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Alberta farmers making tough decisions about whether to buy new equipment because of U.S. tariffs

Farm equipment in southern Alberta on Aug. 17, 2018.
Farm equipment in southern Alberta on Aug. 17, 2018. Kyle Benning / Global News

A southern Alberta farmer is facing a dilemma following the steel and aluminum tariffs implemented by the U.S. government.

John McKee was hoping to buy new farming equipment this year that he believes will make his life much easier.

However, the new tariffs — 25 per cent on steel and 10 per cent on aluminum — compounded by a couple of warm summers are making him question any potential purchase.

“The weather this year is impacting this decision as well. This is our second year of a serious setback in yield because of the heat and the drought. So the ability to pay for this machinery comes into effect as well,” he said.

READ MORE: Steel tariffs make agriculture equipment unaffordable for some Sask. farmers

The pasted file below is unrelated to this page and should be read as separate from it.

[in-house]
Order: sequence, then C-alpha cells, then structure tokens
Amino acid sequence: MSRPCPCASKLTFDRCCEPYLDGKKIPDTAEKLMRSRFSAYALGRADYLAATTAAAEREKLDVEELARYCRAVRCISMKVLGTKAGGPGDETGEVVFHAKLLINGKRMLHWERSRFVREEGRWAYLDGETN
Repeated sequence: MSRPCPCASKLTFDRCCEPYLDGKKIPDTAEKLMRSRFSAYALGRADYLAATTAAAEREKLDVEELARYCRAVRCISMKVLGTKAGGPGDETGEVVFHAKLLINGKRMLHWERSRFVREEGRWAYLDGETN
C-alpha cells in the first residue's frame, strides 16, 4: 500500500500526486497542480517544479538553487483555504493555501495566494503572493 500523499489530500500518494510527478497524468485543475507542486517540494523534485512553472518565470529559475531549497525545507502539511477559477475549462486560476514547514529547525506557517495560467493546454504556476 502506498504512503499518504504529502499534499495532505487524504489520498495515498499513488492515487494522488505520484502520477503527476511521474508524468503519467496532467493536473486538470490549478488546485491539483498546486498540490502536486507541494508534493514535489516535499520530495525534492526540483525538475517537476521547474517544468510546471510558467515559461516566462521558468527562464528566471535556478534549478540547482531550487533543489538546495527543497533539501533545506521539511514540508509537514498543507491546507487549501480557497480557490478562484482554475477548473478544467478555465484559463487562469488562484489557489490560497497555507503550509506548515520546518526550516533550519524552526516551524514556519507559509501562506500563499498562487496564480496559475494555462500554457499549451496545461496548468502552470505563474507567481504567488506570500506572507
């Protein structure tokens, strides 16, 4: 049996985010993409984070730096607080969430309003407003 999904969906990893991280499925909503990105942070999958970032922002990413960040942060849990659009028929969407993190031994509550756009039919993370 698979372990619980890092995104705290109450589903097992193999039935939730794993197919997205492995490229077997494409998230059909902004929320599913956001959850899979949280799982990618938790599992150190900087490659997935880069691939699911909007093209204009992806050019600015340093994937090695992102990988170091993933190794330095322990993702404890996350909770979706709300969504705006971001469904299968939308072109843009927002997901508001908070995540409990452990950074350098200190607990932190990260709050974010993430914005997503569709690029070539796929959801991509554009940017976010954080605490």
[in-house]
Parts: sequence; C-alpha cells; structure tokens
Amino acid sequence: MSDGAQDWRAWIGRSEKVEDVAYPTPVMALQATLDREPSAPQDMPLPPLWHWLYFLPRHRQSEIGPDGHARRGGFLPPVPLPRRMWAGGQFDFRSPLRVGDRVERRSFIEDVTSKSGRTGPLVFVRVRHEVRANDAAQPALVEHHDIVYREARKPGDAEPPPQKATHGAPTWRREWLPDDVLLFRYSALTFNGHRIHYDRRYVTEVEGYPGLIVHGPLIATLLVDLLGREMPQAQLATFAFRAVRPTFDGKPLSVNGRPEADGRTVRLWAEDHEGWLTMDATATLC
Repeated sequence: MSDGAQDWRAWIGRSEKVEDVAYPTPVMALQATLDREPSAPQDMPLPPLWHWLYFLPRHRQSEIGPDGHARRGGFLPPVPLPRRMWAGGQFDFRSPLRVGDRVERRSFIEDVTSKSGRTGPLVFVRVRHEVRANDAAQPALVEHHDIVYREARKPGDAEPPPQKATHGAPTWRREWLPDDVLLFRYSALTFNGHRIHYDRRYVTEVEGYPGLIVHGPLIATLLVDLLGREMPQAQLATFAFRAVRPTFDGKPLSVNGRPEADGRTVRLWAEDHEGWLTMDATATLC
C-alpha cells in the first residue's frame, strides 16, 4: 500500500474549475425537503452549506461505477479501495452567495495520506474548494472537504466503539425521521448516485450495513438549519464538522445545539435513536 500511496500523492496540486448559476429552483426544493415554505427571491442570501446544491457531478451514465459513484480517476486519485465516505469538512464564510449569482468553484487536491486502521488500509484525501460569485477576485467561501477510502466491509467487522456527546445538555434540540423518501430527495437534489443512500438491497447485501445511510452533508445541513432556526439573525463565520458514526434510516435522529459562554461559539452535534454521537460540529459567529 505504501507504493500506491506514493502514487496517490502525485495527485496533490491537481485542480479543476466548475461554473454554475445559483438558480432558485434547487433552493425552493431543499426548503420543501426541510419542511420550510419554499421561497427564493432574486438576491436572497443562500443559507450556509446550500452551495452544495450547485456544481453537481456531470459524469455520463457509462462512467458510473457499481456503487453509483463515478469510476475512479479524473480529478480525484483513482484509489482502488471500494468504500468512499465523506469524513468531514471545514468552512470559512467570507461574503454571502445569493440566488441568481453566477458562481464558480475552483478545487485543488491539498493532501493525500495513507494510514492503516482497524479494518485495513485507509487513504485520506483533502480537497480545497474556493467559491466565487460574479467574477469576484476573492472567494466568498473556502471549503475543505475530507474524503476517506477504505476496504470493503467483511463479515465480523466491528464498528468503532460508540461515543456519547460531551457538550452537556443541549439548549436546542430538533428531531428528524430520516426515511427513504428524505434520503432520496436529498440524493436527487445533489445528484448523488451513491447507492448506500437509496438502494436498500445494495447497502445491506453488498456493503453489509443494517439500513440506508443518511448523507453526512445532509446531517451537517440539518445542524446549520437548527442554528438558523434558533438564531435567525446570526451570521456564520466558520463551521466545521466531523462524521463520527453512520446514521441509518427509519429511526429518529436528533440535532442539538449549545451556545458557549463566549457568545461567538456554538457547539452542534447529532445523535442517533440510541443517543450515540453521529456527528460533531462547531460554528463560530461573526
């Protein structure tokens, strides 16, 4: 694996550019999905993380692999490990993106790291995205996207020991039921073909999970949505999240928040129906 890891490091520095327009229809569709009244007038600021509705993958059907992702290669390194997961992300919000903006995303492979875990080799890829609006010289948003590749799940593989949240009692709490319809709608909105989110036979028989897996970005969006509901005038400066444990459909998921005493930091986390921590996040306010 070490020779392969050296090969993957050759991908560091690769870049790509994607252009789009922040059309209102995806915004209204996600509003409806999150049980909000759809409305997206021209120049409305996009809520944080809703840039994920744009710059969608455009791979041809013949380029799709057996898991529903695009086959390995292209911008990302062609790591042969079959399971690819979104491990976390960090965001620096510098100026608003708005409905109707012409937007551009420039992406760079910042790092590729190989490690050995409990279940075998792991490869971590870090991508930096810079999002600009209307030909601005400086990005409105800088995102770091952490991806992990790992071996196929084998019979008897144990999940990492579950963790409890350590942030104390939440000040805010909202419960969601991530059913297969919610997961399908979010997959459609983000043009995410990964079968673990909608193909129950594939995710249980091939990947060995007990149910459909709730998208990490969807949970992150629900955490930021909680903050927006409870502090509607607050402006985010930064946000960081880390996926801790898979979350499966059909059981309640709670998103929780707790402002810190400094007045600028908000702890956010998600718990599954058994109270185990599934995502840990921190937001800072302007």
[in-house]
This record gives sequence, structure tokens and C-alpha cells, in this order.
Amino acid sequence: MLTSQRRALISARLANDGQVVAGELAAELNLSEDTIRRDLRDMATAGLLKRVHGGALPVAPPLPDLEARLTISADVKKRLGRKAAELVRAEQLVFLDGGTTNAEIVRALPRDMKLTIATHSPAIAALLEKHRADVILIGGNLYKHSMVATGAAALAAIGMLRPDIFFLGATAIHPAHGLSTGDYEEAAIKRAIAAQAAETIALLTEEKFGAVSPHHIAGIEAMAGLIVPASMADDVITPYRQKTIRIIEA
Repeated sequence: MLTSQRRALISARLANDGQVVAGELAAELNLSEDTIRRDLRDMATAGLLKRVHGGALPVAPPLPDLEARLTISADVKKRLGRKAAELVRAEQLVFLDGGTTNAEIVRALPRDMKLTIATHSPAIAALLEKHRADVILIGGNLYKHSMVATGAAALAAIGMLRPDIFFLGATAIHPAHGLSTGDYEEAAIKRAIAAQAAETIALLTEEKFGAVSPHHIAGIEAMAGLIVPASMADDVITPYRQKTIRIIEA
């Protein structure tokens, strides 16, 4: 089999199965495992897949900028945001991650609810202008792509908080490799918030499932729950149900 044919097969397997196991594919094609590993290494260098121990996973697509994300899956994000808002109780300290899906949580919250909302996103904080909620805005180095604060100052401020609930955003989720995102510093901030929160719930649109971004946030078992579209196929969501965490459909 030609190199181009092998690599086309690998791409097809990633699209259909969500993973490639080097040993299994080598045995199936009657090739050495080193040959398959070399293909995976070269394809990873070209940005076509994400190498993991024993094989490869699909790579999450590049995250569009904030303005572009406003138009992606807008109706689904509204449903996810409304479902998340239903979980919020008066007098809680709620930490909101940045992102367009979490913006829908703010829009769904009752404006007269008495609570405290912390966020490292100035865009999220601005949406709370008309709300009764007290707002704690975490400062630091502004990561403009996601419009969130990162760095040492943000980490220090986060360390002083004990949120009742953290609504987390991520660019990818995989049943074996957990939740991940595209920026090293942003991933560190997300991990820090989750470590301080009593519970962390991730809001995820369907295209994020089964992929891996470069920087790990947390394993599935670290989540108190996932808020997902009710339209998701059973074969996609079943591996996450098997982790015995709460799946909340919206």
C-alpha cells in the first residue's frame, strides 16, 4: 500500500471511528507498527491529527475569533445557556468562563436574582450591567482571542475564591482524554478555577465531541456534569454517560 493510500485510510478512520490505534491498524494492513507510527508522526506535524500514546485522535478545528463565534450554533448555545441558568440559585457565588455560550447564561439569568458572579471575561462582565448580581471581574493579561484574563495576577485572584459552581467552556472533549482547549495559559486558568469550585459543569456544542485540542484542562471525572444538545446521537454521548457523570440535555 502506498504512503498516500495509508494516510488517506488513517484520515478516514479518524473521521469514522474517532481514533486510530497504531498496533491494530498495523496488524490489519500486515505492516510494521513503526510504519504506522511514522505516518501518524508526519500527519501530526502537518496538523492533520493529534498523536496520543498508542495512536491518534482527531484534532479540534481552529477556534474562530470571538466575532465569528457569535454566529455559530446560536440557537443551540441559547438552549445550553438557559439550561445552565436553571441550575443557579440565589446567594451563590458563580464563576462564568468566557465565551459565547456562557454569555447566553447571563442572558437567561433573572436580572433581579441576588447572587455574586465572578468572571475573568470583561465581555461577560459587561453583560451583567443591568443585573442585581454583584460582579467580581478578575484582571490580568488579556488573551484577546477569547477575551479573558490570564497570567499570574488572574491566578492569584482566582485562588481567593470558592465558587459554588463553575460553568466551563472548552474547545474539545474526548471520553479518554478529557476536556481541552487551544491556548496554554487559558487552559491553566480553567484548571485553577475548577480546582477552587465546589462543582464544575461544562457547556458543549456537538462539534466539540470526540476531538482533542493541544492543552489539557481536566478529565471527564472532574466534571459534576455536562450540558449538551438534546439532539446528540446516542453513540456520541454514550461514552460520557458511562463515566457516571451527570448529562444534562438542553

“This kind of came upon us right at the start of harvest and so we’re getting the crop in the bin first and we’ll deal with whatever happens after that.”

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The issue for Mckee was that he was quoted $100,000 for the unit he was looking at.  He believes a used one would save him at least $10,000 if not more. But parts to replace a broken, used machine are subject to tariffs.

READ MORE: Canadians may soon see grocery price hikes due to tariff spat, retailers warn

Although a new machine would fall under warranty, equipment retailers warn the tariffs could also raise those prices.

“If they do go up more, it might be better to go with a used one. But a lot of used machines, they are very difficult to find parts for. Some of them don’t make parts at all. So you have to build something yourself or get somebody to build something and that’s costly as well,” RPH Irrigation Service’s salesperson Steven Jones said.

There is no end in sight for the trade war with suggestions that Canada is being shut out of NAFTA talks.

READ MORE: Is Canada being shut out of NAFTA negotiations?

A University of Lethbridge political science professor noted both consumers and businesses suffer when countries battle over trade.

“When politics takes over from economic common sense, we all pay a price that we shouldn’t have to pay,” Geoffrey Hale said.

READ MORE: Ottawa preparing response if Donald Trump follows through with U.S. auto tariffs threat

Ottawa has said it is taking nothing off the table for its response to the U.S. on Thursday.

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Economic Development Minister Navdeep Bains said plan A is to encourage the Trump administration to back away from the tariffs.

-With files from The Canadian Press